Out of Work? Don’t Sit Idle at Home; Get These Chores Done

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Did you lose your job or close your shop during the pandemic? You’re one of more than 13 million Americans who are currently unemployed, according to the latest data from the U.S. Bureau of Labor Statistics. The situation was much worse in April and May, but the unemployment rate appears to have dropped in August. So, there’s hope for you to get back on the workforce train soon.

But while you’re home, between jobs, and contemplating your next move, why not do a bit of fixing around the house? After all, once you go back to work, you won’t be around to do it. This is your chance. What can you do?

Repaint your garage

One thing that needs your TLC right now is your garage. If you’ve been living in your home for some time, your concrete garage might have endured years of wear and tear. Extreme weather can bring cracks and holes on your garage floor. Why don’t you apply epoxy coating on your garage floor to beautify and make it durable? The process is simple.

  1. Prep your garage floor by hosing it with water to find oily and stained areas. Apply a biodegradable degreaser to these problem areas and use a long-handled scrub brush to remove oil stains.
  2. Acid-etch the floor so the concrete sealer will stick properly to the surface. Use a plastic sprinkling can (don’t use metal) to pour the acid. Don’t forget to wear rubber gloves, chemical-resistant boots, and goggles when doing so.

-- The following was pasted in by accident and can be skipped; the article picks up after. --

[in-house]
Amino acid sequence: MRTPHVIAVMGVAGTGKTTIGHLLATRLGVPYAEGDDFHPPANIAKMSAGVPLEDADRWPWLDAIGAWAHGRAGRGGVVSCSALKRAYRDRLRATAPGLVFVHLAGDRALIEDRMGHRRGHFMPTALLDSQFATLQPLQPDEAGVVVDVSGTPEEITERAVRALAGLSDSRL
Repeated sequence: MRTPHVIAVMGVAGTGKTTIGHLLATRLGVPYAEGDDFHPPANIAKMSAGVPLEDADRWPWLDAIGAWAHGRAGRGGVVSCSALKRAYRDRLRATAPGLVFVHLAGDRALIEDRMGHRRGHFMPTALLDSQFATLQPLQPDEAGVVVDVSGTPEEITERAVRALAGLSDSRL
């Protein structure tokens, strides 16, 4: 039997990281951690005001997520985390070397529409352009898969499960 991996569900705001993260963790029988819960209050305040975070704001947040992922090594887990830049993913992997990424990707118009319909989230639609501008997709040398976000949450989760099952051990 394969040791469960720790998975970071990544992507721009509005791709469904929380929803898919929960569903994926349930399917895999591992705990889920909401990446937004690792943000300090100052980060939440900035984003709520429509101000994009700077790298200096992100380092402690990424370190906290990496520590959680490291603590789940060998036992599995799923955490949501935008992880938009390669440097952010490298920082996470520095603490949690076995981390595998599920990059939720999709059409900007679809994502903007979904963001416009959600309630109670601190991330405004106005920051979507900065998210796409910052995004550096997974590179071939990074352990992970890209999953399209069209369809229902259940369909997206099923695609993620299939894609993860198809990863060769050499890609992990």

3. After acid-etching, hose down the garage floor with water, then remove particles formed using a wet/dry vacuum. The floor should be completely dry.
  4. Mix the two parts of your epoxy coat well and wait 30 minutes for the chemical reaction to set in before applying.
  5. Paint your garage floor and let it dry completely. Apply a second coating and add color flakes while wet, to mask existing cracks and holes.

You finally have a stain-resistant, long-lasting garage floor.

Add insulation to your attic

insulation

Over time, the insulation in your attic can diminish, leaving you with a thin layer to keep your home warm or cool. Before the cold months arrive, check your attic and make sure you’re ready for winter. Here’s a short step-by-step from This Old House.

  1. Measure the insulating material with a tape measure. How thick is it? If your insulation material isn’t thick enough, it’s time to add.
  2. Get a bag or bags of cellulose insulation to fill up your attic’s wood beams. Throw the material into the pile, and spread and level it using a rake. You might have insulation as thick as your beams, but it still won’t be enough to heat your home.
  3. Add unfaced fiberglass insulation, as much as you need. Cut it to the right size to make sure there are no gaps.
  4. If you’re using your attic to store things, you can create a wooden platform frame, fill it with fiberglass insulation, and nail an OSB board over the frame to cover it.
  5. Finally, you can use two-inch polystyrene boards to cover your sub-floor.

Other home checks

Apart from checking your garage and attic, check your basement and plumbing system. Make sure the recent rains did not cause leaks or floods in your basement walls and floors.

It’s not too late to plan for winterizing your pipes, too. Try all your bathroom and kitchen fixtures and ensure their good condition. If you know a bit about electrical systems, check outlets and busted bulbs.

You’ll never run out of things to do while enjoying your temporary free time. Find assurance in the thought that when you get back to work, you can reminisce these “idle” days and say, “I have done a good job!”

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